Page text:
Fall Series 2009
Reading from Poems from the Women's Movement
Wednesday, September 16th, 7:30 pm
Cole Assembly Room, Converse Hall
“What would happen if one woman told the truth about her life?/ The world would split open.” Muriel Rukeyser's lines epitomize the spirit of a whole generation of women poets, from the 1960’s to the 1980’s, who explored the unspoken truths of their lives and sparked a literary revolution. Poets Joan Larkin, Honor Moore, and Eileen Myles will read their own poems and others from Moore's anthology. Several students from the Five Colleges will join them in reading from the collection of 58 poets, which includes Sylvia Plath, Adrienne Rich, Anne Sexton, Sonia Sanchez, Alice Walker, Audre Lorde, and Diane Di Prima, and which is listed in Oprah’s Book Club’s "25 Books You Can't Put Down." Co-sponsored by the Amherst College Creative Writing Center and English Department, The Massachusetts Review, the Poetry Center at Smith College, Perugia Press, and The Everywoman’s Center at the University of Massachusetts.
Richard Wilbur '42
Thursday, September 17th, 8 pm
Pruyne Lecture Hall, Fayerweather
In a review of Wilbur's 600-page Collected Poems 1943-2004, the TheNew York Times wrote, "The emergence of a poet like Wilbur as a hero to a new generation of critics is cause for hope: that readers, not gatekeepers, might rediscover poems written in the spirit of generosity and care, and disciplined by the idea of an uncaptive audience." Or, asSlate put it, "Wilbur's poems matter not because they may or may not be stylish at any given moment but because they keep the English language alive: Wilbur's great poems feel as fresh—as astonishing, as perplexing, as shocking—as they did 50 years ago." The former U.S. poet laureate's vivid array of honors includes the National Book Award and two Pulitzer Prizes--as well as a 1942 BA from Amherst College. He has recently returned as a John Woodruff Simpson Lecturer to co-teach a poetry workshop.
Wednesday, October 14th, 8 pm
Jedediah Berry's first novel, The Manual of Detection, was described byThe New Yorker as "the kind of mannered fantasy that might result if Wes Anderson were to adapt Kafka." In fact, Google "Jedediah Berry" with "Kafka" and you'll get more than 3500 hits, with "Borges" and you'll get 2500; the glowing comparisons abound, and The Wall Street Journalreferred to Berry's unique cross of hard-boiled detective fiction with absurdist art as "a surreal transmogrification of a genre." Berry's short fiction has appeared in numerous journals and anthologies, including Best New American Voices, Best American Fantasy, Conjunctions, andChicago Review. He lives in Northampton, Massachusetts, and works as assistant editor of Small Beer Press.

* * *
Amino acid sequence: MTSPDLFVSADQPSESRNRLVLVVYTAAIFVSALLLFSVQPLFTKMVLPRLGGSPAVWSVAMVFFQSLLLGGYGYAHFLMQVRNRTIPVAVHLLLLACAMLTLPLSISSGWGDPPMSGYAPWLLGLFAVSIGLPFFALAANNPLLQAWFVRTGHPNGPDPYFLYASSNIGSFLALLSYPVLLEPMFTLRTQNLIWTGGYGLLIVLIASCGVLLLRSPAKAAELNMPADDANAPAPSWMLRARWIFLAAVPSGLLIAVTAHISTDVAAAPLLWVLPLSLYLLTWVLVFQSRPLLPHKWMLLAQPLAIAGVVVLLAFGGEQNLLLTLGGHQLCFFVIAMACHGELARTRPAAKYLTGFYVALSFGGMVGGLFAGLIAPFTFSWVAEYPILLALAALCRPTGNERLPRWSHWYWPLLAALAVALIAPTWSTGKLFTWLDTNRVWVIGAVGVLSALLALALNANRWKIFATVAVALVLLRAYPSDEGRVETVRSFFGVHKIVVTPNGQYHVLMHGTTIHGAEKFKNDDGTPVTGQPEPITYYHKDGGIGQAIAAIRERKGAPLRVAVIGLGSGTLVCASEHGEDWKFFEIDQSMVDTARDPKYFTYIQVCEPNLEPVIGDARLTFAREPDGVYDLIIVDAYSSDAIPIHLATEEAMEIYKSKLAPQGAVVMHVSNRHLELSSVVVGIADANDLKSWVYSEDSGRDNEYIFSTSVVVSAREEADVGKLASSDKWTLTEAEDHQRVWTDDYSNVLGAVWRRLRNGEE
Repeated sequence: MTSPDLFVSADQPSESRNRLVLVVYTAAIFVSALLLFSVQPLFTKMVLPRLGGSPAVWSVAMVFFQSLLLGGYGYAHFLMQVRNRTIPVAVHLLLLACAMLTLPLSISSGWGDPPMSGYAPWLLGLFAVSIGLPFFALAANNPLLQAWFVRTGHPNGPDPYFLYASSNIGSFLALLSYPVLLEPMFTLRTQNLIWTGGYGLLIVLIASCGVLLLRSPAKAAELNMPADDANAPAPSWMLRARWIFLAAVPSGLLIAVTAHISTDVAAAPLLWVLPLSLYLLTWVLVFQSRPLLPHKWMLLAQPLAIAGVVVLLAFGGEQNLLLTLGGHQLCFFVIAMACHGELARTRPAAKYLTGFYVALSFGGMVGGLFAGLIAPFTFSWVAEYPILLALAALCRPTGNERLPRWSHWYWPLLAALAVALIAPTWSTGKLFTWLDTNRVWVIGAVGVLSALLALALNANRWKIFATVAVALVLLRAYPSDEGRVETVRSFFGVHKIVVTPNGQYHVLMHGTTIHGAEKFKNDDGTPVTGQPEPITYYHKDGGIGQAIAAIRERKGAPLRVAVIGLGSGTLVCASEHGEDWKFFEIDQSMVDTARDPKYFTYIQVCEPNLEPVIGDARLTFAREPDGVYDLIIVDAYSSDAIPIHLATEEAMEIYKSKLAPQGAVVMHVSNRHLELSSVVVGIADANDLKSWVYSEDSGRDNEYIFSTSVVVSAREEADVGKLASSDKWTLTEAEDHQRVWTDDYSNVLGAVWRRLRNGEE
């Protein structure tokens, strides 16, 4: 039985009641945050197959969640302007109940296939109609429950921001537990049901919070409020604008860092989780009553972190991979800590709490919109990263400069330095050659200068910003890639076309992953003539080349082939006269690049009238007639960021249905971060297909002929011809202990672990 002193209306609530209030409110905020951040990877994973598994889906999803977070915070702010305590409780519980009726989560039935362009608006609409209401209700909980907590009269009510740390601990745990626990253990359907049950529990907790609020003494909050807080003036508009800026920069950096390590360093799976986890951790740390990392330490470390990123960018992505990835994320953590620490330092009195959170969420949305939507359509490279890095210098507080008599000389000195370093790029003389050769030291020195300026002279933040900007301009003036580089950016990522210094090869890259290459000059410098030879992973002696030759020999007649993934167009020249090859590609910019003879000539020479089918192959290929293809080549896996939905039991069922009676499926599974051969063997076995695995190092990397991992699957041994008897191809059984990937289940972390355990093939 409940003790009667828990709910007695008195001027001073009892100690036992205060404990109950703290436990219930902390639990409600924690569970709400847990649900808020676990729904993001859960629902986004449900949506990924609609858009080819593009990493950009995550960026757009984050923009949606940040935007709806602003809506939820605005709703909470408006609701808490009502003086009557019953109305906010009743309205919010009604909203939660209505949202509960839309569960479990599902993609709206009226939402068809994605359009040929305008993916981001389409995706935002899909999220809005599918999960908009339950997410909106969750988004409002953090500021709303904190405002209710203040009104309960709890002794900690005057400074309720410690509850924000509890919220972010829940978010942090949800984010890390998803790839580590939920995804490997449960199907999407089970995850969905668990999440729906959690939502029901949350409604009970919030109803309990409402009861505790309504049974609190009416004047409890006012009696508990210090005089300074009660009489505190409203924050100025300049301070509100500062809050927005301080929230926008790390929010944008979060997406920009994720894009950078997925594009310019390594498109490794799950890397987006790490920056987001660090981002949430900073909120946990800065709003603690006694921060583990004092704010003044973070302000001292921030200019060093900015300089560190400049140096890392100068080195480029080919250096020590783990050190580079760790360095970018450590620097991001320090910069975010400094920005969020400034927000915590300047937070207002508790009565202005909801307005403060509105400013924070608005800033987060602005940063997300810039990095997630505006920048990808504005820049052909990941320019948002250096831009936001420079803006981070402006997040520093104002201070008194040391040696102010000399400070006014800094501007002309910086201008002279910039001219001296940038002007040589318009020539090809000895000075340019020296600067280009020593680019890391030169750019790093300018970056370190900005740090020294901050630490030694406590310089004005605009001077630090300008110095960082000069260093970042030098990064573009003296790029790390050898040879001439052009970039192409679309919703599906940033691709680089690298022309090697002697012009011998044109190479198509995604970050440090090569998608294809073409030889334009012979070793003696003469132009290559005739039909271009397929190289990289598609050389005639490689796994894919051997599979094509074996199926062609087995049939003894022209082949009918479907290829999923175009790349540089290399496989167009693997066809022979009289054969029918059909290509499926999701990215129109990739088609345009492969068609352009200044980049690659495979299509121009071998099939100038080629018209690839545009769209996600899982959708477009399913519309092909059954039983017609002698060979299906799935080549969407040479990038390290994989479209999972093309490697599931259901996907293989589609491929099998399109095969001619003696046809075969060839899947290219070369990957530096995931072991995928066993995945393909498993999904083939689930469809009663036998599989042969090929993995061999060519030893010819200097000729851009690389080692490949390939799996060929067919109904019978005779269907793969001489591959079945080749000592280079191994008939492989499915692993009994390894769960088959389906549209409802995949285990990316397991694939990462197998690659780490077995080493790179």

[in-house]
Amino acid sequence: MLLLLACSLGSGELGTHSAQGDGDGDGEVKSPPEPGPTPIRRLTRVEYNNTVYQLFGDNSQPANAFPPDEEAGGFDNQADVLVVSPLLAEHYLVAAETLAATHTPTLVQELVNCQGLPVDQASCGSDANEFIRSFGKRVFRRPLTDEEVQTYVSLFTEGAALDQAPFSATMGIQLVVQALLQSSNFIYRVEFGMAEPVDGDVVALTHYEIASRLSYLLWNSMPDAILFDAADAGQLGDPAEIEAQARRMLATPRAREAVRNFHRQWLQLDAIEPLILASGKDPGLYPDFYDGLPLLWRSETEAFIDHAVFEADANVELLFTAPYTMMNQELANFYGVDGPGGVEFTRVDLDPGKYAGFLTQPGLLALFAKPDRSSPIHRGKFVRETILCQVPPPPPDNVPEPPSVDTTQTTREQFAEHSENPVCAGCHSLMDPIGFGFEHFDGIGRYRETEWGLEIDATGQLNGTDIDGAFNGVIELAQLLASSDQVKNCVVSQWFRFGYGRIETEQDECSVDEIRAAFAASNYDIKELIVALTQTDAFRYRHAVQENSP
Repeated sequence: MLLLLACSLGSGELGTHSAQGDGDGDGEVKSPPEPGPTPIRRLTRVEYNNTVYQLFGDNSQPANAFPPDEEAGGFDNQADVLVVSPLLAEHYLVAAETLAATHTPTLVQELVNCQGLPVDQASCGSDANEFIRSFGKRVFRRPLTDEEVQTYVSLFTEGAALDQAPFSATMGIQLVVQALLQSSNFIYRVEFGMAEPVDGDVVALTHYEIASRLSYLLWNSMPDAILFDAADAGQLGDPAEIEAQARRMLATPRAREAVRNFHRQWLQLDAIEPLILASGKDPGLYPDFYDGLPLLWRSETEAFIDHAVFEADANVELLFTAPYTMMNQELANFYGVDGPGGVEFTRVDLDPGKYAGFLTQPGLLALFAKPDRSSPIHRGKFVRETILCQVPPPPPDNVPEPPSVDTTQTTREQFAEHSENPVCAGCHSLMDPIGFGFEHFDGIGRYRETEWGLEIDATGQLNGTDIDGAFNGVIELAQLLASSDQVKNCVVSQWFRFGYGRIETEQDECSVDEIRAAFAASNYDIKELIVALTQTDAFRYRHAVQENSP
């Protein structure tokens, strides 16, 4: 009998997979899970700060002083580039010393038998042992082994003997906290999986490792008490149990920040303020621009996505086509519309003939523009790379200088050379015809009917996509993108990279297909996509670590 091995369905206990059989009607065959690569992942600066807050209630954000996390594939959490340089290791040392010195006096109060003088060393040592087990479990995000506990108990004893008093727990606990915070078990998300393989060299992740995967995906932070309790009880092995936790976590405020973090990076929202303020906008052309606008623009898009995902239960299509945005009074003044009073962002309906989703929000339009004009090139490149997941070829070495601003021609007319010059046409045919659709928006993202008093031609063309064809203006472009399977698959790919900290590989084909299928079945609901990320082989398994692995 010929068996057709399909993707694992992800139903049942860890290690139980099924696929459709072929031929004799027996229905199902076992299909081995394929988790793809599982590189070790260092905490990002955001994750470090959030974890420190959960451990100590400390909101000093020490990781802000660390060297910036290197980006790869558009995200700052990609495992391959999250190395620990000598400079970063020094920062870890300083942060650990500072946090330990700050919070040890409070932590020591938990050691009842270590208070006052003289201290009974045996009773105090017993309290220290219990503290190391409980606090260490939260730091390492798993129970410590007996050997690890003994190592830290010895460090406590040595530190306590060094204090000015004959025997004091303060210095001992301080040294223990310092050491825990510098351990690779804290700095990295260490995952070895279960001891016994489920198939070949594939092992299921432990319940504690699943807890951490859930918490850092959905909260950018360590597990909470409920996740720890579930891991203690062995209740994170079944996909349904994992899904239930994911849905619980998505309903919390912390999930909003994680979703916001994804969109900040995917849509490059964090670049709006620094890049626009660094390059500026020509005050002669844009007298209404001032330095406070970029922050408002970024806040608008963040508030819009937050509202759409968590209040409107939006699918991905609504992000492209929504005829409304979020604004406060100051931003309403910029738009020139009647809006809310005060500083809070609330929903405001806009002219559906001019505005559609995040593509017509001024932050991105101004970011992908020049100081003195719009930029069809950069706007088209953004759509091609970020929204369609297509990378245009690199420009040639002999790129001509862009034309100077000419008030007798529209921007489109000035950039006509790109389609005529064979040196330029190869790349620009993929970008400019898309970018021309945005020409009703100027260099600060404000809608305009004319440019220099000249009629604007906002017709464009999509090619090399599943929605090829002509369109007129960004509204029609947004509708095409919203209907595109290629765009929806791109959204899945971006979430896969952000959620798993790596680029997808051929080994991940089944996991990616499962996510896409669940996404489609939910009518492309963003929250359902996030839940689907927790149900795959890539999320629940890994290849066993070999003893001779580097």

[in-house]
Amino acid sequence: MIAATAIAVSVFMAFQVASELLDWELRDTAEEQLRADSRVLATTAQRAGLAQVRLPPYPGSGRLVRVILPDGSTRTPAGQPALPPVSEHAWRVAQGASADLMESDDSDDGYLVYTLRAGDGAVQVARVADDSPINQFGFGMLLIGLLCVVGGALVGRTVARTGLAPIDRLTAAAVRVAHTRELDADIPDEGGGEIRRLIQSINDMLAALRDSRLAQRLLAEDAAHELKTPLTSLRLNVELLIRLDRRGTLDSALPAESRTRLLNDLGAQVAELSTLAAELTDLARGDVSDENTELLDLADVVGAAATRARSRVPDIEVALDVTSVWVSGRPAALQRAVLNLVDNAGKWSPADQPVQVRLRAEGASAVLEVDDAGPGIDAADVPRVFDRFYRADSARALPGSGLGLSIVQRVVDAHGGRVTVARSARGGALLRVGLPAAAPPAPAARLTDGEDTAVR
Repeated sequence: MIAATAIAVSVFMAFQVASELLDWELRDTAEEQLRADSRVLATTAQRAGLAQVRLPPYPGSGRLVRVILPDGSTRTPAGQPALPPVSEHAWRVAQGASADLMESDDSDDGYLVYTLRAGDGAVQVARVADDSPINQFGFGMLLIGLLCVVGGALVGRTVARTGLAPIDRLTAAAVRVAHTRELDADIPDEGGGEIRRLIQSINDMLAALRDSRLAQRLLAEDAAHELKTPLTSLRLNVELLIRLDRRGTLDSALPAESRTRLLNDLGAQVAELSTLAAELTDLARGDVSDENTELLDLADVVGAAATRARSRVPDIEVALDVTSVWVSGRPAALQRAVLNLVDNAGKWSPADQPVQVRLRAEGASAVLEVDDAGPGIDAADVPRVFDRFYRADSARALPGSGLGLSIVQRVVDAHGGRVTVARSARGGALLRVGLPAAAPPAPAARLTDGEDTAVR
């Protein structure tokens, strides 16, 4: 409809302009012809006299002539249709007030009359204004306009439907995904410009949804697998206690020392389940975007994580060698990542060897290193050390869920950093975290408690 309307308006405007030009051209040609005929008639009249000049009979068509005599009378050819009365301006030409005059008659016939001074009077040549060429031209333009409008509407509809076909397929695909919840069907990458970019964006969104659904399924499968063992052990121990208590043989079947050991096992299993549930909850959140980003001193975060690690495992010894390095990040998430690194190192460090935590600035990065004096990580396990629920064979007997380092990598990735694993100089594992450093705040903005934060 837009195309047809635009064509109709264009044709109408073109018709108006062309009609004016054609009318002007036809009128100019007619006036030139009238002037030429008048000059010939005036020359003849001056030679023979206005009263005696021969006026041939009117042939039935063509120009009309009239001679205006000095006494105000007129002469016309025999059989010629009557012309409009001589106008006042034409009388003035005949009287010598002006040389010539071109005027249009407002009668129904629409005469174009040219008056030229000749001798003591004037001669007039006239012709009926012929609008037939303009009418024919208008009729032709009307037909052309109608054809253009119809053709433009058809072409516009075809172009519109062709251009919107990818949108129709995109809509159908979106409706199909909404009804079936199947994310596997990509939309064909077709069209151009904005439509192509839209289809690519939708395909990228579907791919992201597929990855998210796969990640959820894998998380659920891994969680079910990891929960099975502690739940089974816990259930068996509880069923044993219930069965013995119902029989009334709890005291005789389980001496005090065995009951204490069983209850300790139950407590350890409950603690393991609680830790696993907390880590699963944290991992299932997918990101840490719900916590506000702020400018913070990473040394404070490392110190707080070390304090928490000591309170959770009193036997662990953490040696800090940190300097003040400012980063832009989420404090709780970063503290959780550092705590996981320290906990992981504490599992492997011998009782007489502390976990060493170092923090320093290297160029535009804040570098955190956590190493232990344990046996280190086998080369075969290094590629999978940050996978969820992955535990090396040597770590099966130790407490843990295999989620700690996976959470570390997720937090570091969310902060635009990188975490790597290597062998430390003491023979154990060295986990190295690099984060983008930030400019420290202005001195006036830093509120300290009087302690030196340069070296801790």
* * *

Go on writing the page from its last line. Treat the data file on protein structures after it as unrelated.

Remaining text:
Tuesday, September 29th, 8 pm
Sigrid Nunez has published five novels, including A Feather on the Breath of God, For Rouenna, and, most recently, The Last of Her Kind. The New York Times described this last, set in the American counterculture of 1968, as "A remarkable novel. . .it startles and lingers long in the heart and the mind." And The Boston Globe called it " a brilliant, dazzling, daring novel. Nunez has taken the old American Dream and stood it on its head." Her work has appeared in numerous anthologies and journals, including The New York Times, Harper’s, Tin House, and The Believer.The recipient of numerous awards and fellowships, Nunez lives and works in New York City; her sixth novel will be published next year.
Thursday, November 12, 8 pm
The New York Times writes, "Why devote oneself to that aggressively minor genre, poetry, when novels and screenplays and tell-all memoirs get more notice and make more money? Brad Leithauser answers that question in Curves and Angles."Leithauser is the author of five novels, five volumes of poetry, a novel in verse, two collections of light verse, and a book of essays. Among the many awards and honors he has received are a Guggenheim Fellowship and a MacArthur Fellowship; in 2005, Leithauser was inducted into the Order of the Falcon by the president of Iceland for his writings about Nordic literature. He and his wife, the poet Mary Jo Salter, divide their time between Amherst and Baltimore, where they both teach at Johns Hopkins.